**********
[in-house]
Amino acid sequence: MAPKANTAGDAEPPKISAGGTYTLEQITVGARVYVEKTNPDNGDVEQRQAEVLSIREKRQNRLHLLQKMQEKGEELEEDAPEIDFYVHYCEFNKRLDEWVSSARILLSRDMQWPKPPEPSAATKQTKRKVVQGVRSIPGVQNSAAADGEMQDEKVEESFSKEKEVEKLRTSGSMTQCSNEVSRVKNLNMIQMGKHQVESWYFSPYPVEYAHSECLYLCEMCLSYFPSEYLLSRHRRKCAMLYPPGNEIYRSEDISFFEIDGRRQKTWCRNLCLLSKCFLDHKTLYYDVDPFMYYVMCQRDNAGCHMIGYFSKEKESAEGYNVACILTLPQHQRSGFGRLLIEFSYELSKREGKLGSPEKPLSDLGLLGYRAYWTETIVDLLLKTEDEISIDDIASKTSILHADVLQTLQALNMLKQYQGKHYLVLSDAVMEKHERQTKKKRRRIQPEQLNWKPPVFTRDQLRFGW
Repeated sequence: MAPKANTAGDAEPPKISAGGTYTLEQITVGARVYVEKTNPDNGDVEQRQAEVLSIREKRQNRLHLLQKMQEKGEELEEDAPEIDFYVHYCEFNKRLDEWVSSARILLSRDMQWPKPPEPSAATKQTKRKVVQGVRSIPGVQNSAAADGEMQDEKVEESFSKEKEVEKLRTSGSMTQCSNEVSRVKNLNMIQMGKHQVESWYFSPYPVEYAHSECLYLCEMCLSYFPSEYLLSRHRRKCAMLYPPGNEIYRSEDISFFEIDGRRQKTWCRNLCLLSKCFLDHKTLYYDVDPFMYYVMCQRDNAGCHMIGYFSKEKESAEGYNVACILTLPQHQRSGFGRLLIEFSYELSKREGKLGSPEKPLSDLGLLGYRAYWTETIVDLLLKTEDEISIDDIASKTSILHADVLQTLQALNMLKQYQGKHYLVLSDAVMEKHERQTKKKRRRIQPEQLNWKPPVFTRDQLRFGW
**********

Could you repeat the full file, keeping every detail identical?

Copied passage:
[in-house]
Amino acid sequence: MAPKANTAGDAEPPKISAGGTYTLEQITVGARVYVEKTNPDNGDVEQRQAEVLSIREKRQNRLHLLQKMQEKGEELEEDAPEIDFYVHYCEFNKRLDEWVSSARILLSRDMQWPKPPEPSAATKQTKRKVVQGVRSIPGVQNSAAADGEMQDEKVEESFSKEKEVEKLRTSGSMTQCSNEVSRVKNLNMIQMGKHQVESWYFSPYPVEYAHSECLYLCEMCLSYFPSEYLLSRHRRKCAMLYPPGNEIYRSEDISFFEIDGRRQKTWCRNLCLLSKCFLDHKTLYYDVDPFMYYVMCQRDNAGCHMIGYFSKEKESAEGYNVACILTLPQHQRSGFGRLLIEFSYELSKREGKLGSPEKPLSDLGLLGYRAYWTETIVDLLLKTEDEISIDDIASKTSILHADVLQTLQALNMLKQYQGKHYLVLSDAVMEKHERQTKKKRRRIQPEQLNWKPPVFTRDQLRFGW
Repeated sequence: MAPKANTAGDAEPPKISAGGTYTLEQITVGARVYVEKTNPDNGDVEQRQAEVLSIREKRQNRLHLLQKMQEKGEELEEDAPEIDFYVHYCEFNKRLDEWVSSARILLSRDMQWPKPPEPSAATKQTKRKVVQGVRSIPGVQNSAAADGEMQDEKVEESFSKEKEVEKLRTSGSMTQCSNEVSRVKNLNMIQMGKHQVESWYFSPYPVEYAHSECLYLCEMCLSYFPSEYLLSRHRRKCAMLYPPGNEIYRSEDISFFEIDGRRQKTWCRNLCLLSKCFLDHKTLYYDVDPFMYYVMCQRDNAGCHMIGYFSKEKESAEGYNVACILTLPQHQRSGFGRLLIEFSYELSKREGKLGSPEKPLSDLGLLGYRAYWTETIVDLLLKTEDEISIDDIASKTSILHADVLQTLQALNMLKQYQGKHYLVLSDAVMEKHERQTKKKRRRIQPEQLNWKPPVFTRDQLRFGW